Mrs. Dashwood is pleasantly surprised by Edward's appearance – but not too surprised, since she takes it for granted that he's in love with Elinor. Under her affectionate gaze, he can't help but become more like his previous self, and Elinor is relieved that he's back to normal.
Mrs. Dashwood asks a rather sensitive question – what are Mrs. Ferrars's plans for her eldest son? Are her expectations still too high?
Edward tells them that he still doesn't have any ambition, except to live moderately and happily.
Elinor and Marianne have another spat, this time about how much money one requires to live well – Elinor's estimated sum is about half of what her sister requires.
Marianne describes her reasons for needing two thousand pounds a year, including horses for hunting – and they match up exactly with what she and Willoughby would require at his home, Combe Magna.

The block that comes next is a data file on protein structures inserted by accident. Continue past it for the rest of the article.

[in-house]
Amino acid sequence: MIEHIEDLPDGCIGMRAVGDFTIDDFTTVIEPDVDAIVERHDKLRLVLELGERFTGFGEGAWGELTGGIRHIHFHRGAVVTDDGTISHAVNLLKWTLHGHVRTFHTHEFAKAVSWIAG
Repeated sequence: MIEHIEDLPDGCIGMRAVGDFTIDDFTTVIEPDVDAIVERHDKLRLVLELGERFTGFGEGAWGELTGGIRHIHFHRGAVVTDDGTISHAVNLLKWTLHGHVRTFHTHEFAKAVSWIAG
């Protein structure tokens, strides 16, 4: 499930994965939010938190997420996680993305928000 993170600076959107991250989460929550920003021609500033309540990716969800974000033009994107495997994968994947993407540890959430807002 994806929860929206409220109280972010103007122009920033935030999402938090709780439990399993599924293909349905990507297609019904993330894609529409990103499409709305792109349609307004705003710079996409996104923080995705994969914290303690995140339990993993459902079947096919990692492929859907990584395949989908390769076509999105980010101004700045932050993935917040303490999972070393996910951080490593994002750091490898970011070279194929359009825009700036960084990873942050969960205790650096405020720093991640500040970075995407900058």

Margaret comes up with a great solution – someone should come along and give them all a huge fortune each.
Margaret and Mrs. Dashwood wonder what they would spend all the money on. Marianne looks as though she already knows.
Edward guesses that Elinor would spend all of hers on fine art, and Marianne would buy tons of music and books. He teases the sisters easily, and Marianne seems to cheer up a bit.
Elinor and Edward affectionately analyze Marianne's character (even though she's right there). Marianne steps in to criticize how much stock Elinor puts in other people's opinions.
Edward admits that he himself is perhaps a little too shy – Marianne comes out and says that he's too reserved. He's thrown off and is embarrassed by this claim.